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6 Ways to Find More Quiet Time

How to find peace and quiet for prayer

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I had coffee recently with a pastor friend. One thing led to another, and I was soon talking about the immeasurable difference silence has made in my life. I told him how, on my first prayer retreat at a silent monastery years ago, I discovered that silence led me into prayer in a way I had never before experienced.

Read More: 5 Ways Monks Helped My Prayers

Since then I have found new ways to seek silence, even in the midst of my busy schedule, and thus foster more prayer and, with it, more peace in my life.

How? Here are six suggestions:           

1.  Turn off the car radio.

We’ve never had more options for news and music in our cars, from broadcast radio to CDs or MP3s and podcasts and Spotify, iHeart Music, Pandora and more. But when was the last time you rode in silence? A morning or evening commute can be a great time to seek a spot of silence and give your ears—and your soul—some needed rest.

2.  Turn off the noise in the gym.

I often exercise to the beat of a playlist on my phone using Bluetooth headphones. But occasionally I will turn off the music but leave the headphones on, closing my eyes and spending some time in silence.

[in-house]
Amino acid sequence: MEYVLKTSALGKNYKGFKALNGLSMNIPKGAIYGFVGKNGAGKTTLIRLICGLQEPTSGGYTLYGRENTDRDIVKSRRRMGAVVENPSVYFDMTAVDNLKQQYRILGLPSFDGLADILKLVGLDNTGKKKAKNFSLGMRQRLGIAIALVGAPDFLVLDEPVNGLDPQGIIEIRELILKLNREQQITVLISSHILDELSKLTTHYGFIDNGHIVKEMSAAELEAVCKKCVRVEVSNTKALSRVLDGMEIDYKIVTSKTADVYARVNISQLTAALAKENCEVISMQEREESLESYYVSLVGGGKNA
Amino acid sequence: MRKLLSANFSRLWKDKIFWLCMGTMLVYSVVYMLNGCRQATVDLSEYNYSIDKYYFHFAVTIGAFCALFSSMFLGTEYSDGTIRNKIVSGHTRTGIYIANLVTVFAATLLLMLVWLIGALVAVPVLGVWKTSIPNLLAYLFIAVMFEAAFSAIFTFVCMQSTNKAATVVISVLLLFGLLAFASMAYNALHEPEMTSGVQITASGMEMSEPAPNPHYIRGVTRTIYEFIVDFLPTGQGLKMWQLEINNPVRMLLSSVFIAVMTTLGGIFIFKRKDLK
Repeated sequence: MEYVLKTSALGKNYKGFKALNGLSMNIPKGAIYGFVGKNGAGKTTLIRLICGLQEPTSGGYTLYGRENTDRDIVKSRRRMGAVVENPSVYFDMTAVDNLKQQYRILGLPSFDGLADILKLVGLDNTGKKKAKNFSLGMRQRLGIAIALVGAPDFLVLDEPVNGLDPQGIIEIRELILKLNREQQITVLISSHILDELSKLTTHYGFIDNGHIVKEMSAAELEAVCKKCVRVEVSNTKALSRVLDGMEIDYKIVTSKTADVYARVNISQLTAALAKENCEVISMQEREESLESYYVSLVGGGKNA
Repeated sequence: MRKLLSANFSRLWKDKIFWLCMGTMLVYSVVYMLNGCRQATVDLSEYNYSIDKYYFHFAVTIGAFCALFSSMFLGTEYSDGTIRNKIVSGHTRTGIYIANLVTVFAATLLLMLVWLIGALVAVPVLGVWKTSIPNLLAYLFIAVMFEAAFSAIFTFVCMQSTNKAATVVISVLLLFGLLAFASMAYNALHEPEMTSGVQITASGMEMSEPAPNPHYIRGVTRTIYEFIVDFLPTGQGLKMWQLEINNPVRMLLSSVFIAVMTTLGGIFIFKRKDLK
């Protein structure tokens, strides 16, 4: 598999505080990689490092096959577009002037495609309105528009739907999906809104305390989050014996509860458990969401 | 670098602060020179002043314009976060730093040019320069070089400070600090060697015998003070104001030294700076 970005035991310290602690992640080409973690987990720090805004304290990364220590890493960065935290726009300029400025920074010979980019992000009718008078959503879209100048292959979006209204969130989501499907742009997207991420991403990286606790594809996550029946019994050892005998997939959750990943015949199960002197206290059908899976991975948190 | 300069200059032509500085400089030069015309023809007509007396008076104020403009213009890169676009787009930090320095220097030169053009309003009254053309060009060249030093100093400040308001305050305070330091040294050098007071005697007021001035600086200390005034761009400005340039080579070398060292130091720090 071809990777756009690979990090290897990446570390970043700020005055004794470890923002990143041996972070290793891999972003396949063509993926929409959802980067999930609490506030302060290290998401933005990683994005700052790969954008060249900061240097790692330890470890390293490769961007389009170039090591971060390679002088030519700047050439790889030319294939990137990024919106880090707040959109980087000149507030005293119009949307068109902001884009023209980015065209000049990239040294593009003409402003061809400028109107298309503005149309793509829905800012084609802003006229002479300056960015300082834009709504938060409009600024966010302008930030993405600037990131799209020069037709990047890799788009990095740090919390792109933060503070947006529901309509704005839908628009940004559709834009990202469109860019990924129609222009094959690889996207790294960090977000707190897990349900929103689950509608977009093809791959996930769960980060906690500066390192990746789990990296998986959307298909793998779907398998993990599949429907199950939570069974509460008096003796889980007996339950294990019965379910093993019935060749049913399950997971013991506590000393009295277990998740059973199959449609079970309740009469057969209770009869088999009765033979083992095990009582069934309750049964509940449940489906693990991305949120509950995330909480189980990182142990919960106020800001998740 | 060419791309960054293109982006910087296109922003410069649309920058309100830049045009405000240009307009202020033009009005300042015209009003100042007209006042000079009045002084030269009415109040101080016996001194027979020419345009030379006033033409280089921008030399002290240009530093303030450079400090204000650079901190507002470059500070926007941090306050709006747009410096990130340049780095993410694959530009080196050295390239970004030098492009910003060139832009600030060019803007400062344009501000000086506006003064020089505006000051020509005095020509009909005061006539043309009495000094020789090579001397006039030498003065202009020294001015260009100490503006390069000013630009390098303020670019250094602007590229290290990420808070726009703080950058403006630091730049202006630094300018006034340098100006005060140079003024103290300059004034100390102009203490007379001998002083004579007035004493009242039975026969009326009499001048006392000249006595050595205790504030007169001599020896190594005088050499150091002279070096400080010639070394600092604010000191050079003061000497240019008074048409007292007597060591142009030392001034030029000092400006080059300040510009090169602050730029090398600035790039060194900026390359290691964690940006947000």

On a recent trip, I learned that the screen in the fitness room could be set to a scenic channel that let me enjoy beautiful, peaceful scenery while I exercised. So try it, at least once in a while. Turn off the noise and turn on the silence. 

3.   Sit on the porch.

In generations past (especially before air-conditioning became ubiquitous in our homes), people could be seen sitting on the porch, sometimes in a rocking chair or porch swing, passing the time. Nowadays, of course, those folks are probably inside staring at the television or computer screen. But occasionally reviving the practice of sitting on the porch or backyard, especially if it’s quiet, can bring some much-needed silence and welcome space for prayer and thought.

4.  Take a hike–literally.

While the woods or the beach are not silent by any means, the sounds of a hike in such a setting are life-giving and energy-restoring in opposite ways to the sounds of traffic or talk radio. And time spent in Creation possesses a supernatural power to revive and refresh the human heart and spirit. So take a hike–no music, no ear buds, just the birds and trees and you and God. 

5. Go to the spa.

Seriously, a 30- or 60-minute massage at a nearby spa can be a great (if not cheap) way to insert some silence into your life–not to mention a little pampering, too! But try this: ask the masseuse or masseur to let the time pass in silence, without chatting or playing music.

6. Go to church.

When was the last time you arrived in your seat at church five or ten minutes early? Depending on the church, getting there a little early can supply some seconds or minutes of silent prayer and meditation. Or how about finding a church near your home or workplace that offers a prayer chapel for silent meditation during the week. Just five minutes in such a setting can work wonders for a weary, wounded soul.

Sure, you may not try all or even most of these suggestions. But try one or two, at least. See if the sounds of silence can clear a little space in your life–in your soul–for you to keep company with God.  

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